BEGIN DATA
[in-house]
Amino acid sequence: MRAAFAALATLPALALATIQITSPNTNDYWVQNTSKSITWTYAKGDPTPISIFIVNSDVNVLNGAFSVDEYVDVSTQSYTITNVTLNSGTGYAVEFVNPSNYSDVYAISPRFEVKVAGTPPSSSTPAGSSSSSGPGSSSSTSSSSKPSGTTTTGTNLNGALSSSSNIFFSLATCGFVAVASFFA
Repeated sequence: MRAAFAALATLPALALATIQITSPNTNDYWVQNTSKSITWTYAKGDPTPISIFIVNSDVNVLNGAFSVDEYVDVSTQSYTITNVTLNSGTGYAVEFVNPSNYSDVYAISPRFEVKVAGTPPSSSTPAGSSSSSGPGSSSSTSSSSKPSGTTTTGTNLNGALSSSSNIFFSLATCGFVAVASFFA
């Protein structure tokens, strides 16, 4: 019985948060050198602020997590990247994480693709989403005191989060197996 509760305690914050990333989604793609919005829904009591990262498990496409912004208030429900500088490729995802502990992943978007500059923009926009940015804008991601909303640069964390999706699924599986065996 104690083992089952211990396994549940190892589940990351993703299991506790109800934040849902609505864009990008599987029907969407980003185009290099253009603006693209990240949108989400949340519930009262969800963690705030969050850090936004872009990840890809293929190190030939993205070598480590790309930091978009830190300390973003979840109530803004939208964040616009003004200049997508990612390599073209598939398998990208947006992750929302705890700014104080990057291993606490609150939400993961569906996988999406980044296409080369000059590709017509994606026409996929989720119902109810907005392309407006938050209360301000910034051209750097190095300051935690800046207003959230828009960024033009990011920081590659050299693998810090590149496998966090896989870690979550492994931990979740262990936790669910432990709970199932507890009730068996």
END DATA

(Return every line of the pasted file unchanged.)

[in-house]
Amino acid sequence: MRAAFAALATLPALALATIQITSPNTNDYWVQNTSKSITWTYAKGDPTPISIFIVNSDVNVLNGAFSVDEYVDVSTQSYTITNVTLNSGTGYAVEFVNPSNYSDVYAISPRFEVKVAGTPPSSSTPAGSSSSSGPGSSSSTSSSSKPSGTTTTGTNLNGALSSSSNIFFSLATCGFVAVASFFA
Repeated sequence: MRAAFAALATLPALALATIQITSPNTNDYWVQNTSKSITWTYAKGDPTPISIFIVNSDVNVLNGAFSVDEYVDVSTQSYTITNVTLNSGTGYAVEFVNPSNYSDVYAISPRFEVKVAGTPPSSSTPAGSSSSSGPGSSSSTSSSSKPSGTTTTGTNLNGALSSSSNIFFSLATCGFVAVASFFA
């Protein structure tokens, strides 16, 4: 019985948060050198602020997590990247994480693709989403005191989060197996 509760305690914050990333989604793609919005829904009591990262498990496409912004208030429900500088490729995802502990992943978007500059923009926009940015804008991601909303640069964390999706699924599986065996 104690083992089952211990396994549940190892589940990351993703299991506790109800934040849902609505864009990008599987029907969407980003185009290099253009603006693209990240949108989400949340519930009262969800963690705030969050850090936004872009990840890809293929190190030939993205070598480590790309930091978009830190300390973003979840109530803004939208964040616009003004200049997508990612390599073209598939398998990208947006992750929302705890700014104080990057291993606490609150939400993961569906996988999406980044296409080369000059590709017509994606026409996929989720119902109810907005392309407006938050209360301000910034051209750097190095300051935690800046207003959230828009960024033009990011920081590659050299693998810090590149496998966090896989870690979550492994931990979740262990936790669910432990709970199932507890009730068996």